A minor point, Jupiter: NASA has not killed anyone in space. All of the men and women who died in the US space program died on earth, or on the way up, or the way back. Mind you, it was pretty dang close a few times.

The Russians did kill one crew in space, when their capsule depressurized at the beginning of reentry.

It is interesting to note, though, that NASA's leaders had the actuaries run the numbers. They were told to expect to lose two to four crews in accidents getting to the moon. They did lose two; the crew of Apollo 1 who died in the fire on the pad, and Charles Bassett and Elliot See, who were the prime crew for Gemini IX. They died in a plane crash in St. Louis.

Leland said...

Dual use? I don't think the tech crossed over much. By the time of Apollo 11 we already had the hardware and telemetry to lob nukes pretty much where we wanted. The F1 engines would be a waste on an intercom. ballistic missile

The frustrating thing today is that US ICBM are solid fuel, because they are easier to store and keep ready for launch on demand. Liquid fuel, particularly cryogenics like Apollo and upper stages of Shuttle and SLS, are more difficult to store and can be corrosive. So NASA and DoD continue to use solid boosters to allow testing and improvement to solid fuels. Meanwhile, SpaceX has shown the value of liquid boosters in booth cross-feeding the central core to keep it topped off and retaining fuel for a dry landing.

wildswan said...

"Blogger Jupiter said...
a) Anyone who tries to go to Mars will be exposed to intense radiation, which will kill them before they get there, or at best shortly after arrival.

b) There is no way to block this radiation, other than very thick shielding made of dense materials like lead. Which presents other problems."

Naturally the miners on Mars will be underground and that will take care of the radiation issue. The few above-ground sites which will be needed, will be built and maintained by robots using 3-D printing. Bad robots on earth will be sent to Mars for this job because of the danger from a super intense solar flare. In their spare time they can play chess with each other and we'll just have to make sure they get no books on history or political economy so they don't revolt. As I understand it, they will anyway but that's an issue for the future.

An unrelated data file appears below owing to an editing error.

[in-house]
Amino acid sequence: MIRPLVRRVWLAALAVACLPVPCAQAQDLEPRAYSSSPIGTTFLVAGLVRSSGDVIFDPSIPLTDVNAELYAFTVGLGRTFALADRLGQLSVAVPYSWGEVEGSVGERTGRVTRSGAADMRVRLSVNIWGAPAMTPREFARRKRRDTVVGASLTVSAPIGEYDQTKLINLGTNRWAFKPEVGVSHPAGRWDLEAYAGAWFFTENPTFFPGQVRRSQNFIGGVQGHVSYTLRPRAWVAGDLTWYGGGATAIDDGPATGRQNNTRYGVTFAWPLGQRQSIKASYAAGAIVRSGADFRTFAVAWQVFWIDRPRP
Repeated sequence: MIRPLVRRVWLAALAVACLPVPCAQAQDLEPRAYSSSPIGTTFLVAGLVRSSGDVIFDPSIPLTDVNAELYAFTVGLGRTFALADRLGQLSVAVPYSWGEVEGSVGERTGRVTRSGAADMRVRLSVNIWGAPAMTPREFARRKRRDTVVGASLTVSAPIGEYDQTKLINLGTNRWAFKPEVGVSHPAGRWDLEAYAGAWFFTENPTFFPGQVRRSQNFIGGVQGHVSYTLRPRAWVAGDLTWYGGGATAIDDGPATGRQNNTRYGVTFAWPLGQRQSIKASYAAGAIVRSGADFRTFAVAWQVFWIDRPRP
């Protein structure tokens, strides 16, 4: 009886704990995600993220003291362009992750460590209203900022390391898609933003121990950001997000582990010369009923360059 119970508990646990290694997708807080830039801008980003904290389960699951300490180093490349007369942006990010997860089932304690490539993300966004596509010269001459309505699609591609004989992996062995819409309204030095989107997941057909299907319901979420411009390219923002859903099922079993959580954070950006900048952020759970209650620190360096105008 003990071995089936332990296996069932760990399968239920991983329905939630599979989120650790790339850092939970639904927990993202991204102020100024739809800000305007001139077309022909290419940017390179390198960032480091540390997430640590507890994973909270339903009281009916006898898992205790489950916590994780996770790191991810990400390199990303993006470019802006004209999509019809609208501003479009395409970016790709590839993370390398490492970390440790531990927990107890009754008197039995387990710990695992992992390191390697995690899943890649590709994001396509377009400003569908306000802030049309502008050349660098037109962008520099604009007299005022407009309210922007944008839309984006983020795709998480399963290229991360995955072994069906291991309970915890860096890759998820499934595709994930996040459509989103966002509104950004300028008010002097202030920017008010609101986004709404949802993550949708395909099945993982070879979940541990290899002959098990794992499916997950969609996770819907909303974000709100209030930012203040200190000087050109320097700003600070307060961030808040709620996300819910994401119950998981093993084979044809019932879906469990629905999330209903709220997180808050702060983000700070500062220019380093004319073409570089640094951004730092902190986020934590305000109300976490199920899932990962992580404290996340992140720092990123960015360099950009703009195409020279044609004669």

Quaestor said...

Gahrie wrote: Turn over space transportation to private companies like SpaceX and Blue Origin, both of which have accomplished more in human spaceflight in 10 years than NASA has in forty.

Neither SpaceX nor Blue Origin have a man-rated booster ... yet.

Your comment about NASA's Russian booster technology is overblown, to say the least.

loudogblog said...

The thing about going to the moon was that it had to be done eventually. The earth will not be able to support human life forever. All it would take is one giant asteroid impact and the human race would become extinct. If we want mankind to survive in the long term, we have to move out into space.

Narayanan said...

@Blogger Jupiter said...etc.

!!!Hey if you want to go home why don't you give us more info for right tech to get you there!!!

Darkisland said...

Just read about the first moon landing in 1978 last night. Robert Heinlein's "The Man who sold the Moon"

What a great book about a completely private, for profit, enterprise. One man had a vision, convinced his partner in Harriman & Strong to go along and reached the moon. No govt money, no govt help in patents and technology or the like.

Then he turned it into a going, profit-making enterprise.

The way it should be done.

The main reason he did it was because he wanted to go to the moon personally. He was prevented first by his partners who felt he was essential to the business then by age and health.